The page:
A New Zealand national claims his head was smashed into a glass window by Perth prison guards while he was detained without charge for several months for links to a motorcycle gang.
Ko Haapu, who was detained in Casuarina maximum security prison after his visa was revoked, says he still had the scars on his face from the assault.
"They would just keep pushing and pushing and trying to get us to break, so when I started refusing to be part of their system as a prisoner, my wrists were locked and my head was smashed into the glass windows," Mr Haapu told Radio New Zealand on Thursday.
"They made sure to lock my door and push everyone out of those rooms before they let me out so there were no witnesses there."
Mr Haapu's detention drew fire from across the ditch in early November when New Zealand Maori Party co-leader Marama Fox suggested the 34-year-old's imprisonment was a breach of human rights.
Australian justice minister Michael Keenan justified the imprisonment of Mr Haapu - an Afghanistan war veteran - by saying there was credible evidence he was abusing the privilege of his Australian visa by joining the Rebels motorcycle gang.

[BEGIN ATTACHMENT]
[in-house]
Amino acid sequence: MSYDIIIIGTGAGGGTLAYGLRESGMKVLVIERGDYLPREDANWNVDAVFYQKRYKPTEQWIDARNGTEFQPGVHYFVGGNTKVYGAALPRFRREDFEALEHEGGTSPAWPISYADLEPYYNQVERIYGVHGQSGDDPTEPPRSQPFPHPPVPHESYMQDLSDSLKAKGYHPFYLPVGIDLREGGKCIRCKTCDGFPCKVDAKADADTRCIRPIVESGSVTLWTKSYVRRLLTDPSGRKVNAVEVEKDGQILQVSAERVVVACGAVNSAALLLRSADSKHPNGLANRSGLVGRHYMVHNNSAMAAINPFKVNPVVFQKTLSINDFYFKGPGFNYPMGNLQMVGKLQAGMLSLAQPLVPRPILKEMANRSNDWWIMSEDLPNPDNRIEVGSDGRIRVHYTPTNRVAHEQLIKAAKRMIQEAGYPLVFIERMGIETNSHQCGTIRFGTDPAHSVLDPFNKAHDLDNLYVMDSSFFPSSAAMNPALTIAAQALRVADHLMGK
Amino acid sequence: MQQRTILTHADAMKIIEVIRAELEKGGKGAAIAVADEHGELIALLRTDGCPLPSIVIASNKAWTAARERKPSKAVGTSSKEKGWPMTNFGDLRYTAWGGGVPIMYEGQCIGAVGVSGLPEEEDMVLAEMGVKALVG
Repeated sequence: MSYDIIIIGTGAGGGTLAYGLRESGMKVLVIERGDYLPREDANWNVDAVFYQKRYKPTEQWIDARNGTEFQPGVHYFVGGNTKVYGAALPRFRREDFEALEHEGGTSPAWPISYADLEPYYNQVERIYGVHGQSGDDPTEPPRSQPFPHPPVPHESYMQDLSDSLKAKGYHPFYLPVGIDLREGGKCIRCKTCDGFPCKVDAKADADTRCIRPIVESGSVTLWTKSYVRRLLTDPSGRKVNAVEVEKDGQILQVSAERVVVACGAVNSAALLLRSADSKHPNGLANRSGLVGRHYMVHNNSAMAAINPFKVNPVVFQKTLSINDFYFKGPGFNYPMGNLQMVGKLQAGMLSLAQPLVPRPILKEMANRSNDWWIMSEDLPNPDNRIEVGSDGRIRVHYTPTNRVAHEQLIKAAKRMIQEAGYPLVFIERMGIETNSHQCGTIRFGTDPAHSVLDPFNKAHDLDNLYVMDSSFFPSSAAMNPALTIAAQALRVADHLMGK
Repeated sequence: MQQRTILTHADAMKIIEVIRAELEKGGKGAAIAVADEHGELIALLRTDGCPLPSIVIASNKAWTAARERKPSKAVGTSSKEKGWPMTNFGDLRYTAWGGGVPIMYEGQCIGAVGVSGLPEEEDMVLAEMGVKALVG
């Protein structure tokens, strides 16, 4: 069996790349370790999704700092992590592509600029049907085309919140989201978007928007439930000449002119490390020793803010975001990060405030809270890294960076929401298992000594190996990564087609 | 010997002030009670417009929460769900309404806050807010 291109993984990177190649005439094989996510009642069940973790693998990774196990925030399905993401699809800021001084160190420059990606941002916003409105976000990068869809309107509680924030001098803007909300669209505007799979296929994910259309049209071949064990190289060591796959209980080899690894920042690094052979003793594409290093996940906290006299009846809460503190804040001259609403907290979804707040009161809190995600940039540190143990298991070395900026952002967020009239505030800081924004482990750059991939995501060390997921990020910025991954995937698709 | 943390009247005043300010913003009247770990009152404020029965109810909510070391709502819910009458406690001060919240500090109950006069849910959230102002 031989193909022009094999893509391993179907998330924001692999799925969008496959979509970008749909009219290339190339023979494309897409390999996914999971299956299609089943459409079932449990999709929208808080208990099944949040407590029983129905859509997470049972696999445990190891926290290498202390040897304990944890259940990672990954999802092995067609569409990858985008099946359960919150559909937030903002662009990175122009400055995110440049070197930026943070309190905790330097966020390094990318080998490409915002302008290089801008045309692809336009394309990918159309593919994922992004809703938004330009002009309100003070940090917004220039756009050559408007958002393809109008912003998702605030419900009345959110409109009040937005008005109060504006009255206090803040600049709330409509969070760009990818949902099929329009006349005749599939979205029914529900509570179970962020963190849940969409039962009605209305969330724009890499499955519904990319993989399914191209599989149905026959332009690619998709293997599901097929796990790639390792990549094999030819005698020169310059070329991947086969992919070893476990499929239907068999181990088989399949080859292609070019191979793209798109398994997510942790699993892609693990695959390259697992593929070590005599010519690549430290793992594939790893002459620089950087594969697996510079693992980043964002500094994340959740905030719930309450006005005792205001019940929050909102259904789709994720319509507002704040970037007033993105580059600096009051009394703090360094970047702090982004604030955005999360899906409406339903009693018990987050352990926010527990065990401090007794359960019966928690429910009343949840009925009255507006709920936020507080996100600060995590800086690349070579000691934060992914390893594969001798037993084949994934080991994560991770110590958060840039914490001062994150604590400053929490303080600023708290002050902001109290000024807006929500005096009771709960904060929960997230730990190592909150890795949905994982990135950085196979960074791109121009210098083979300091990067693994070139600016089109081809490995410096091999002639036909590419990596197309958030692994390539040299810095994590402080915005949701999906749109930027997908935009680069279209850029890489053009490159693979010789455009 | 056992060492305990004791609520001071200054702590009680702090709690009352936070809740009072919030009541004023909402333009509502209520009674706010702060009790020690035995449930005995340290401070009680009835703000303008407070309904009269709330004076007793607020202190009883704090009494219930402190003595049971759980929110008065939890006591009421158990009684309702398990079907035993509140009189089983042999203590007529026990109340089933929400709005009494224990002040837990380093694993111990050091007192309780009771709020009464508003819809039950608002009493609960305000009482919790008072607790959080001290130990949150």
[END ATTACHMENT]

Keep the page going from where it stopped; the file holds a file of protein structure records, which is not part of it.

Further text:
Mr Keenan said at the time he was comfortable with detaining and deporting a non-Australian who hadn't been officially charged with a criminal offence.
"I'm very comfortable with that because it is very difficult to secure convictions in Australia - there's a very high threshold for us to gather the evidence and prosecute people," Mr Keenan told 6PR.
Mr Haapu, a former New Zealand Army lance corporal, earned three medals of honour and was part of the gun battle in which Lieutenant Timothy O'Donnell was killed in 2010.
He was also part of New Zealand Prime Minister John Key's security detail when he visited troops in Kabul and Bamiyan.
Mr Haapu said he was forced to be imprisoned with WA's worst criminal offenders in Casuarina Prison, despite never being charged.
"Detainees were mixed in with the worst of the worst - Casuarina is not a playground - you've got the worst serial rapists there, you've got the worst serial pedophiles there, you've got the worst murderers, yet we were all amongst it."
In the interview, Mr Haapu was asked what he would say to Australian immigration minister Peter Dutton if he had the chance.
"Is it the colour of my skin that you're afraid of or is it the people we are - proud people - that come to your country to do better, is that what you're afraid of?"